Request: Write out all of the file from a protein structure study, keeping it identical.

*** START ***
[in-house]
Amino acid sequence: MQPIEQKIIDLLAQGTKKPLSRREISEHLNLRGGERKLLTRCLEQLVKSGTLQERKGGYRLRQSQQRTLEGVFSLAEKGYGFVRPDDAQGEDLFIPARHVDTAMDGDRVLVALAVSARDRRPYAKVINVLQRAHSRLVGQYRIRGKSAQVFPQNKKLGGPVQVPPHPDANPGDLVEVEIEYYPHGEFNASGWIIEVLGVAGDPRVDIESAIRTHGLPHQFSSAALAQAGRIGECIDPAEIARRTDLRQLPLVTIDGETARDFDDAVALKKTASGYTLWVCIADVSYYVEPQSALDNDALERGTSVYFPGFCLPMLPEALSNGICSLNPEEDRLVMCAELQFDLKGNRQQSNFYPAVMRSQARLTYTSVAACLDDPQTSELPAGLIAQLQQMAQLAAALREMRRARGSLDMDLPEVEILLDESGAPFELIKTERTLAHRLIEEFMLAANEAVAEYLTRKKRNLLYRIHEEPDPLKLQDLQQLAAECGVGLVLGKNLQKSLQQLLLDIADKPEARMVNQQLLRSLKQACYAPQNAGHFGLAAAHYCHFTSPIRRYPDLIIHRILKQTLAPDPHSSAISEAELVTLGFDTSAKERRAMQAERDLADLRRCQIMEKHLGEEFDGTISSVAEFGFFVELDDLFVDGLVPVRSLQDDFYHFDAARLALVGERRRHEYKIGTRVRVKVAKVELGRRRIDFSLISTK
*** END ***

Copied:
[in-house]
Amino acid sequence: MQPIEQKIIDLLAQGTKKPLSRREISEHLNLRGGERKLLTRCLEQLVKSGTLQERKGGYRLRQSQQRTLEGVFSLAEKGYGFVRPDDAQGEDLFIPARHVDTAMDGDRVLVALAVSARDRRPYAKVINVLQRAHSRLVGQYRIRGKSAQVFPQNKKLGGPVQVPPHPDANPGDLVEVEIEYYPHGEFNASGWIIEVLGVAGDPRVDIESAIRTHGLPHQFSSAALAQAGRIGECIDPAEIARRTDLRQLPLVTIDGETARDFDDAVALKKTASGYTLWVCIADVSYYVEPQSALDNDALERGTSVYFPGFCLPMLPEALSNGICSLNPEEDRLVMCAELQFDLKGNRQQSNFYPAVMRSQARLTYTSVAACLDDPQTSELPAGLIAQLQQMAQLAAALREMRRARGSLDMDLPEVEILLDESGAPFELIKTERTLAHRLIEEFMLAANEAVAEYLTRKKRNLLYRIHEEPDPLKLQDLQQLAAECGVGLVLGKNLQKSLQQLLLDIADKPEARMVNQQLLRSLKQACYAPQNAGHFGLAAAHYCHFTSPIRRYPDLIIHRILKQTLAPDPHSSAISEAELVTLGFDTSAKERRAMQAERDLADLRRCQIMEKHLGEEFDGTISSVAEFGFFVELDDLFVDGLVPVRSLQDDFYHFDAARLALVGERRRHEYKIGTRVRVKVAKVELGRRRIDFSLISTK